Greetings from Mandalay

The rather epic journey from Galle to Negombo was followed by a sleepless night of airport waiting, flying and 2am chicken curry, so it is with a sense of bewilderment that I was shown to the Bangkok Airways Lounge at Suvarnabhumi airport. A breakfast buffet, free wifi and comfy sofas were exactly what I needed and made the 6-hour stopover a whole lot more bearable. And the in-flight mango and prawn curry was to die for! So it is more refreshed than expected that I arrived at Mandalay airport on Monday afternoon. I headed straight for the ATM to withdraw some Kyat (though it turns out there are now many ATMs around, at least in Mandalay) and to book my shared taxi into town. The young staff were so friendly and eager to help, I immediately felt very welcome. On the drive in, I was shocked at how green everything is and the numerous golden pagodas twinkling in the sun all over the countryside. 

I arrived at the hostel with close to no expectations and was once again surprised at how clean and modern it is. Shortly after settling in, I met an ex-Warwicker who suggested a cab to Mandalay Hill for sunset. A little haggard from the journey, I accepted without really thinking and am very glad I did. Not only does it offer sweeping views across the lush green countryside surrounding Mandalay, there is a beautifully kitch mirrored pagoda which stunningly reflects the evening sun. And the light! It truly was breathtaking. On the way back, our driver dropped us at some more pagodas which were reminiscent of Santa’s Grotto with all their flashy lights.

On Tuesday, we signed up to an all-day tour organised by another hostel. Now, this is not usually my cup of tea and there were certainly elements of it I wasn’t particularly fond of (notably older tourists shoving their paparazzi lenses in the faces of young monks) but all in all it was a good day and a great way to visit the ancient cities around Mandalay. We stopped off at a monastery, a Buddhist institute, various pagodas, Inwa and the famous U Bein bridge at sunset. Not only was the sun setting a beautiful sight, the silhouette of the bridge and all the people on it making for fantastic photographs, all the fishermen were heading out in their narrow boats, or just wading into the water, for the evening’s catch. Despite the many tourists, the atmosphere was fantastic and local families were also visiting and chilling by the lake. After the heat of the day, a cold beer was exactly what the doctor ordered!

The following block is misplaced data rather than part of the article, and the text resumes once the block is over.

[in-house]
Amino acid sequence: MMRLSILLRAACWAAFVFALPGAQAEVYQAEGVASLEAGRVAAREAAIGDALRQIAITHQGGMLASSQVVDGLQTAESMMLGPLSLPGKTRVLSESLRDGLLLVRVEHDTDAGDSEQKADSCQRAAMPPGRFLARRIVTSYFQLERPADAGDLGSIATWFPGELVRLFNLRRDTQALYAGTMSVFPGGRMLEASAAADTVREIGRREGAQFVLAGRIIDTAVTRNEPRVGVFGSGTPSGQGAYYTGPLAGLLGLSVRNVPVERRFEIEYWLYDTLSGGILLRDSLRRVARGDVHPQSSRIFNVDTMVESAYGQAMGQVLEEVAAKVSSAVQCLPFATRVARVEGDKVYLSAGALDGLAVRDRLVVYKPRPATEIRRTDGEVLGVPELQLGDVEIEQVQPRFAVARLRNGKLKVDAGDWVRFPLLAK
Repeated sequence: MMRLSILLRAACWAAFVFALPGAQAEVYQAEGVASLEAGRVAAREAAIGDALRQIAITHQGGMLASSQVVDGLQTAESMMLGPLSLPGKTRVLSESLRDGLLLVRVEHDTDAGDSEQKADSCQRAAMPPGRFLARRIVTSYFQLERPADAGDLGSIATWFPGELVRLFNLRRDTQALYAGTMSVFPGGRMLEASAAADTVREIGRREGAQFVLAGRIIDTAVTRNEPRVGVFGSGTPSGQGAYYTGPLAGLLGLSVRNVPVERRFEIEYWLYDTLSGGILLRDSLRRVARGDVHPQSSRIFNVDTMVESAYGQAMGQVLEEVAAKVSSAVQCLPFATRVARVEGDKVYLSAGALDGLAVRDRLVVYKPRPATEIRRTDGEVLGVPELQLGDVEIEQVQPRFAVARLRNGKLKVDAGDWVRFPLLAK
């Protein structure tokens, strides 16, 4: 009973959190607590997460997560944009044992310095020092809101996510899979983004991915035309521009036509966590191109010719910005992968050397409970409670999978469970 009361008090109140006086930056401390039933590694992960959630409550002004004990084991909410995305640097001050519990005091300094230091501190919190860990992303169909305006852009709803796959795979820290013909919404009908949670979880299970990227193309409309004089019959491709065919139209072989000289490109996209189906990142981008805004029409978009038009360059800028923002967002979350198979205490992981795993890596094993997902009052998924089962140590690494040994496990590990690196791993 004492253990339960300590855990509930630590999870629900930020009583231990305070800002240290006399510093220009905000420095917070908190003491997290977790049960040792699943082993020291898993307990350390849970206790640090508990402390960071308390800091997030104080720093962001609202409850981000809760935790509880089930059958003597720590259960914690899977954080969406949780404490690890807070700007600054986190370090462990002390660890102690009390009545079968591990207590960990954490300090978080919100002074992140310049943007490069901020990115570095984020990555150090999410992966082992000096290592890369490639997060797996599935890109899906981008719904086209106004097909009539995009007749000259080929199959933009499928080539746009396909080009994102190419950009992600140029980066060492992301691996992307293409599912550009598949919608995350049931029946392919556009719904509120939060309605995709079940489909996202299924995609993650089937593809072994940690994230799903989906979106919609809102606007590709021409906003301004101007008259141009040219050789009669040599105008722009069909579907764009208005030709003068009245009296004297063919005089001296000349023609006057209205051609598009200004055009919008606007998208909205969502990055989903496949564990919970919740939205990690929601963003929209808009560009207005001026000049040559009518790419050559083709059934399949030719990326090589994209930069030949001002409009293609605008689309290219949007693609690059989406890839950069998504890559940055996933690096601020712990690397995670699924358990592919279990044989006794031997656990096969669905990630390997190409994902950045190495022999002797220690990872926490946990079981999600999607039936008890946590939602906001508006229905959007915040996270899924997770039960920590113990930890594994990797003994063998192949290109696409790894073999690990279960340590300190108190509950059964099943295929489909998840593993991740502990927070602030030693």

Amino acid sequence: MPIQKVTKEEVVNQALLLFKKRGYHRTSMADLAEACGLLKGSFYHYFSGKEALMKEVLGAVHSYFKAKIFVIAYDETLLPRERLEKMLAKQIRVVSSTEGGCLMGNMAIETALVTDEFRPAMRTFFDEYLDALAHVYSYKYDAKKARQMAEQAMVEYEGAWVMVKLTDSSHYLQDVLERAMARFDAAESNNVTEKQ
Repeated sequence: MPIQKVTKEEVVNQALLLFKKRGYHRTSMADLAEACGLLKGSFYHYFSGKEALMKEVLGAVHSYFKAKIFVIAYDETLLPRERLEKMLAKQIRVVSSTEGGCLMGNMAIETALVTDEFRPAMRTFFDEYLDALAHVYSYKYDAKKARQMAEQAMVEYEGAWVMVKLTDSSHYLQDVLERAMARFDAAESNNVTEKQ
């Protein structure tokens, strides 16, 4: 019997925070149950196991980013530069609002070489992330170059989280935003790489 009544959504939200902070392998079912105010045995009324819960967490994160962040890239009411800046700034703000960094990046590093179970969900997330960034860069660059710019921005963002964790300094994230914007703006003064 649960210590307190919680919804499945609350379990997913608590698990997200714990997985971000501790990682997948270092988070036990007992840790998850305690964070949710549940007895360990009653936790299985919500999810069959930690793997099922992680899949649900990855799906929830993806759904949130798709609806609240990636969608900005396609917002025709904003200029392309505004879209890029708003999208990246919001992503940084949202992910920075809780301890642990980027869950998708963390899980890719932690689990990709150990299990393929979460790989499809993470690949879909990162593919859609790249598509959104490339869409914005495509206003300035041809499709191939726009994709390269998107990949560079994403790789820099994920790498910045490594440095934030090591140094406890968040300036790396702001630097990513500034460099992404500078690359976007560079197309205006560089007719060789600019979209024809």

Finally, yesterday, we jumped onto the back of a couple of scooter taxis to the Royal Palace. Though it is a reconstruction, it is still pretty impressive and was a perfect morning activity. After yet another lunch at Marie Min’s vegetarian restaurant, I decided to go for a bit of a wander on my own. The indoor market I was aiming for has actually suffered fire damage and walking around Mandalay is not particularly easy due to the poor quality of the pavements and the open sewers everywhere but I strangely really enjoyed my walk. I didn’t bump into another tourist, felt absolutely safe, used my Indian road-crossing skills, smiled back at everyone who waved and smiled and shouted hello, and eventually found a wonderfully cool and hip little coffee shop where I enjoyed a banana smoothie.

And that’s it for Mandalay! I am currently in my hostel reception, waiting for my bus to Hsipaw for some new adventures. But my first impressions are great – the people are so genuine and friendly and smiley and the country itself is beautifully photogenic. More news soon!




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